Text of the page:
Oh what a difference a few weeks make. The days following my return to Ukraine dragged along in a rather brutal bout of homesickness, but luckily I only made it to Day 7 of the ’10 Day Rule’ before I started to feel like myself again. Now almost a month out it’s much easier to remember that ‘myself’ always misses home but has a lot going for her here too. Almost daily I’m reminded of all of the great things I get the privilege of experiencing from afar (emphasis on FAR), & really with less than 10 months left I’m very relieved to be feeling better & able to make the most of my somewhat limited time remaining. Ukrainian me is apparently a creature of habit, so once my routine of school, tutoring, trips to the well, and nights of knitting (I’m attempting my first sweater…yikes) was back in place it was like a switch was flipped & I was functional again. Highly preferable indeed. Plus my routine has been pleasantly spruced up thanks to my trip to the land of plenty. This is so not my M.O. at home, but here I generally make the same thing for breakfast, lunch, & dinner. That was quite possibly the lamest sentence I’ve ever typed, but with vegetable selection being scarce & shopping options limited to twice weekly, having a pretty predictable menu is kind of essential. In all honesty though, I really don’t mind it at all especially now that recent imports mean that I can spike my morning coffee with sugar-free almond syrup, add Fajita seasoning to my once bland frozen veggies for dinner & get the weirdly satisfying experience of popping my own popcorn over the stovetop flame. It may not sound like much but after months of all things tasteless & white, flavor never gets old. Plus using popcorn kernels bez (without) a microwave is surprisingly satisfying & kind of a power trip. All good things.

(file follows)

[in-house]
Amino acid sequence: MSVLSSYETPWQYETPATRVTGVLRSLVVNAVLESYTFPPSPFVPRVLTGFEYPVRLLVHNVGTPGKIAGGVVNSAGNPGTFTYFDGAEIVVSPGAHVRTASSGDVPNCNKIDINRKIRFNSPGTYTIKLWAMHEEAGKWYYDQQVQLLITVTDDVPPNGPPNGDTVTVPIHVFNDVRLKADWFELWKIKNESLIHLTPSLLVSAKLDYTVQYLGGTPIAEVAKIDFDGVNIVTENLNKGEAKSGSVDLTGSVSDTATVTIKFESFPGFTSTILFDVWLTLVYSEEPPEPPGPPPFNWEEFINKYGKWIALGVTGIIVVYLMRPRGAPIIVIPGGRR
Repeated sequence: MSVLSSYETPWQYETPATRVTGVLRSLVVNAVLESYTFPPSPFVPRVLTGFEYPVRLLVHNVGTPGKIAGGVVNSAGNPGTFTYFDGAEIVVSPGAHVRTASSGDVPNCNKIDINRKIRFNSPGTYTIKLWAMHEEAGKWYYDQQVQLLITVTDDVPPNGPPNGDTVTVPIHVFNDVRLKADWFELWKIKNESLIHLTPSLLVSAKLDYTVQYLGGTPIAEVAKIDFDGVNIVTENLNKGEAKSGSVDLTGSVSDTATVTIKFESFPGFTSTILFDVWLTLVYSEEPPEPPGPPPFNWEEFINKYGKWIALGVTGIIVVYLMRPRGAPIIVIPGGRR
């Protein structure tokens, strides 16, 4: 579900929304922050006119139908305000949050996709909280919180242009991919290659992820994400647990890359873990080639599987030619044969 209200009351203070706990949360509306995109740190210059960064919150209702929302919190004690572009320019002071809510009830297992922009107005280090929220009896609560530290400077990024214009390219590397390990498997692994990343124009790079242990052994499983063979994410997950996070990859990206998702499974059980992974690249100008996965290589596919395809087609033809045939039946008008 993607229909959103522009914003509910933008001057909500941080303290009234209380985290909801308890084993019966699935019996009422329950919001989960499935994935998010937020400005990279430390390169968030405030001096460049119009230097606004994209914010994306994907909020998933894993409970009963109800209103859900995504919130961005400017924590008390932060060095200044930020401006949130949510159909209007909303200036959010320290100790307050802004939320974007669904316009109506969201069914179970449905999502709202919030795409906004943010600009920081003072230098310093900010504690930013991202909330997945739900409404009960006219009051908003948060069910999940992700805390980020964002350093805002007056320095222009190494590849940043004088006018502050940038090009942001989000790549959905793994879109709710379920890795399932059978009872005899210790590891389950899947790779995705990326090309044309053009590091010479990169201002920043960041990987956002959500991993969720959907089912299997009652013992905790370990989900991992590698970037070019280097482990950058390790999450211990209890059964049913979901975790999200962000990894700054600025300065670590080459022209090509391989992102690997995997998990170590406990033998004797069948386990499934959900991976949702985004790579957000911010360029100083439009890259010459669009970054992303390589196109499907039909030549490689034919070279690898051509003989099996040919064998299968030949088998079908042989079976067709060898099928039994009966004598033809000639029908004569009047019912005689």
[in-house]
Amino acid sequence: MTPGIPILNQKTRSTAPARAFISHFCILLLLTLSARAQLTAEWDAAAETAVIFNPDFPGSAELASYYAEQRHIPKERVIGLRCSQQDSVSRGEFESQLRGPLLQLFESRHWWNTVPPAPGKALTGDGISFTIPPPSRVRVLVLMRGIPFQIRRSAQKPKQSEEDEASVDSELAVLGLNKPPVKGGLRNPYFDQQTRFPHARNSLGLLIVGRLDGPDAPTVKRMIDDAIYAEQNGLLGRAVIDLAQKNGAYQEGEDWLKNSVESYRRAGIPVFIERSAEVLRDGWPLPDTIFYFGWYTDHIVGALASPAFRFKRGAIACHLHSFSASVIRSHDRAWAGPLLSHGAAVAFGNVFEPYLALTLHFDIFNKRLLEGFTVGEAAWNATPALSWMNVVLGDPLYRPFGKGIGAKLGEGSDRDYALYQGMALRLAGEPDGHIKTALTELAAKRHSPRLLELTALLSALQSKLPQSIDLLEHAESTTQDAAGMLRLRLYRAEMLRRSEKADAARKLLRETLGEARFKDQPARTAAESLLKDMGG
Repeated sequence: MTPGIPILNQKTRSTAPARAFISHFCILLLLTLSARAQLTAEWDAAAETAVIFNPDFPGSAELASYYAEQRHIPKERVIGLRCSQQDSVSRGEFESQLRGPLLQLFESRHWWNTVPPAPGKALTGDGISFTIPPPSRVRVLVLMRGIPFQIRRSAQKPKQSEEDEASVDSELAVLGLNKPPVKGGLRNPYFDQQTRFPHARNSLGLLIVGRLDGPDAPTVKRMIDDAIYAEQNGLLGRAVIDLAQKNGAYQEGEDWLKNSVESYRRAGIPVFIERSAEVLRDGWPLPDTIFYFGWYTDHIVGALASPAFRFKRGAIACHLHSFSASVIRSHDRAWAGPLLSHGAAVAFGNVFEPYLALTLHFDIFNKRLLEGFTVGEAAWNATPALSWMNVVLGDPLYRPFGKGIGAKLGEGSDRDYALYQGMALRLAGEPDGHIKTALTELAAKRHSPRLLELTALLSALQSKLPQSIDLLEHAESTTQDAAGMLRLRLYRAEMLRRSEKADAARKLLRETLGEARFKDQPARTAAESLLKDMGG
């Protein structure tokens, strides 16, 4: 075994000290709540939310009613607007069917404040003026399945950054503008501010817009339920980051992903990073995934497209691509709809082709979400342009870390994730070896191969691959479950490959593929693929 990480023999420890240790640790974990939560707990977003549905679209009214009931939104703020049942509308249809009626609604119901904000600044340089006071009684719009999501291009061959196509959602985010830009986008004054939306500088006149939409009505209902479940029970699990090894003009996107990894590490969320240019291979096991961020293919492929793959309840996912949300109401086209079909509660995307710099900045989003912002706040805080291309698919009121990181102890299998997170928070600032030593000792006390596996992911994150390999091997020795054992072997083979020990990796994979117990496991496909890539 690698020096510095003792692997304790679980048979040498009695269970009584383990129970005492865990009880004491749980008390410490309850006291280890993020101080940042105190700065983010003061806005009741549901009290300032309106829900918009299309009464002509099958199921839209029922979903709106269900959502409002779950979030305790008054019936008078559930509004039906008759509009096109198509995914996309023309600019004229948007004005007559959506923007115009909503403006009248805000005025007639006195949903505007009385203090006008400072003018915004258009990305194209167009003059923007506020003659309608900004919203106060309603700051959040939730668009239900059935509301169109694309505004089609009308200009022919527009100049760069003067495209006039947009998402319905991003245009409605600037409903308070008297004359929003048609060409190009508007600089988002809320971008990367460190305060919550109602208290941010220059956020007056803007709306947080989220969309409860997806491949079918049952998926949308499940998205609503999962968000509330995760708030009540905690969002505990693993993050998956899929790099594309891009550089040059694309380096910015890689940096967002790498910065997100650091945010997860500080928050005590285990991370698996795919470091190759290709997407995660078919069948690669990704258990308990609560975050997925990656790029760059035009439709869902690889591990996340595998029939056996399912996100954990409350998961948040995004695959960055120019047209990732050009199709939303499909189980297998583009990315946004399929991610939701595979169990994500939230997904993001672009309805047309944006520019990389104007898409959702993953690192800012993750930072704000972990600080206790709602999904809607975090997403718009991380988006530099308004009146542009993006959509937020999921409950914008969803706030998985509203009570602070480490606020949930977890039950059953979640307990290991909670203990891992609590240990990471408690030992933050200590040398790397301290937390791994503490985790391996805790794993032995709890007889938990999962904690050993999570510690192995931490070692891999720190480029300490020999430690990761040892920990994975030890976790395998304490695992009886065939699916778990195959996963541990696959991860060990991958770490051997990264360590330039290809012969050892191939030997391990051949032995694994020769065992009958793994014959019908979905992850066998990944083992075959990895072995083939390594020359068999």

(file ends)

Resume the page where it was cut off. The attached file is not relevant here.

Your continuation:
Speaking of good things, news around here would fall into that category as of late. After writing to a generous group of returned Peace Corps Volunteers in Chicago I was able to raise over $2,000 needed for the grant I wrote last May which means that my students will now have access to a multimedia room with a projector, laptop, and smartboard. I’ll lead technology trainings for the teachers on the new equipment & software like Powerpoint (as if yoga wasn’t enough of a reminder that I’m so not qualified for 90% of the things I do here) who’ll then pass on the information to students in the older grades, so hopefully within a few months my kiddos will have some experience with the presentation tools necessary for international business. I’m also hoping to take advantage of the big screen to host a gender development workshop for my girls &/or movie screenings for the English club. A Journalism Club is hopefully in our future too as I just finished a grant through USAID that would give my school the equipment and training necessary to start & publish our own student-run newspaper. It goes before the board February 8 so hopefully I’ll have an exciting update in my next post. In the meantime my little ambitious English readers can browse through our new fiction library that arrived last Friday thanks to Darien Books who offers & ships 35 pounds of literature to any volunteer for free. I stumbled upon their program & thought it sounded too good to be true but sent an email anyways, & am very glad now knowing that I get to be the bearer of a bevy of new books tomorrow morning 🙂